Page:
The mental shift that helped me get through it was when I woke up one morning and, instead of asking "why me?" I suddenly thought, well, why *not* me?  Yes, the issues I was dealing with sucked, but at least I had resources to deal with them -- we had two jobs, we had supportive families, we had access to good medical care, we had savings to get through the financial tight spots and pay for the medical treatments, etc.  I thought of all of the other families who dealt with that sort of thing without my resources, and, boy, did that give me a new perspective.  The problem is that you can't force that; it took me probably a month of being so rage-filled that I literally could not find words for my feelings, and then suddenly I woke up one morning and it was like the dam broke, and I could talk and reason and get a little perspective back. 

You are dealing with a loss -- maybe not the loss of an identifiable thing or person, but the loss of a dream of what your life was going to be like (which, frankly, is what we all grieve even when we do lose a specific thing or person).  It is ok to grieve that loss.  And that means accepting that things are going to feel sucky for a while, and giving yourself permission to feel sad about it while you adjust.  But you have the resources (internal and external) to get through this, and you will get through to the other side.  Just keep putting one foot in front of the other, and make an effort to think about the good things you still have, even if it feels forced for now.  Because one day, it won't feel quite so fake any more.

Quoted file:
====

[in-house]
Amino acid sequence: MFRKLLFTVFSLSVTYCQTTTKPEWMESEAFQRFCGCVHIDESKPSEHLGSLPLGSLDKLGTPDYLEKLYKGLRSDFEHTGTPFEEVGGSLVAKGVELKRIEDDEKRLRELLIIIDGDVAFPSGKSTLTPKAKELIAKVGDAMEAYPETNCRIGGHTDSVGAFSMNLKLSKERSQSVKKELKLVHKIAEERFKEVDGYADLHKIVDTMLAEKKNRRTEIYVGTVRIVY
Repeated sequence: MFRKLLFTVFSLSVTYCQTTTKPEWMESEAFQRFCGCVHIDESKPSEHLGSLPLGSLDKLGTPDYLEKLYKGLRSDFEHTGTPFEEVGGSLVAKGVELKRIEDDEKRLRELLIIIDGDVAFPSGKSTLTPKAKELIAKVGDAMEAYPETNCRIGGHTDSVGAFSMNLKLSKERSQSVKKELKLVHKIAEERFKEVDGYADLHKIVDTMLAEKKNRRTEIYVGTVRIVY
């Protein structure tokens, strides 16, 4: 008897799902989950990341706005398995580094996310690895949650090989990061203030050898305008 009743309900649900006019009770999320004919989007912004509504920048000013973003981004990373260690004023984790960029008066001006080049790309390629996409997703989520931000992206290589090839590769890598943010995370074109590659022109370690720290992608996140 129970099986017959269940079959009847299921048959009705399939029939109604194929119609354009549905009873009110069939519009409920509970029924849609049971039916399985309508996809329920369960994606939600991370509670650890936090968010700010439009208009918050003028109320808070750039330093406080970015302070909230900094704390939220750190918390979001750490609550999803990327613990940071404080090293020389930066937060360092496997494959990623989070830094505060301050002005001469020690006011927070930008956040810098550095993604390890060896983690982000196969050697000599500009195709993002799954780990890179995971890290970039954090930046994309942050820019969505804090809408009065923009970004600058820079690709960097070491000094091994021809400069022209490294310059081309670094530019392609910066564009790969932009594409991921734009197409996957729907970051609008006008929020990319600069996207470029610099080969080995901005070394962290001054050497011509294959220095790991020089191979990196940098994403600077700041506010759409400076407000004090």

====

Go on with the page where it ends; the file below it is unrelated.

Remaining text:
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  • Walrus Stache
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Re: Dealing with unplanned big expenses
« Reply #6 on: March 06, 2017, 07:14:09 AM »
I don't know how major your expenses are, but we had an unexpected $20k need to be paid immediately.

Quite honestly, at the time, the money was the least of the problem.

I merely was very very thankful I was in a position where we could pay it.  So I did, and we moved on.  Yes, it pushes back FI- but in today's world, I was thankful it didn't bankrupt us.


  • Stubble
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Re: Dealing with unplanned big expenses
« Reply #7 on: March 06, 2017, 08:38:03 AM »
Try to stay as positive as possible, and remember that your current reality doesn't have to be your future.  There is always a path to happiness and getting what you want.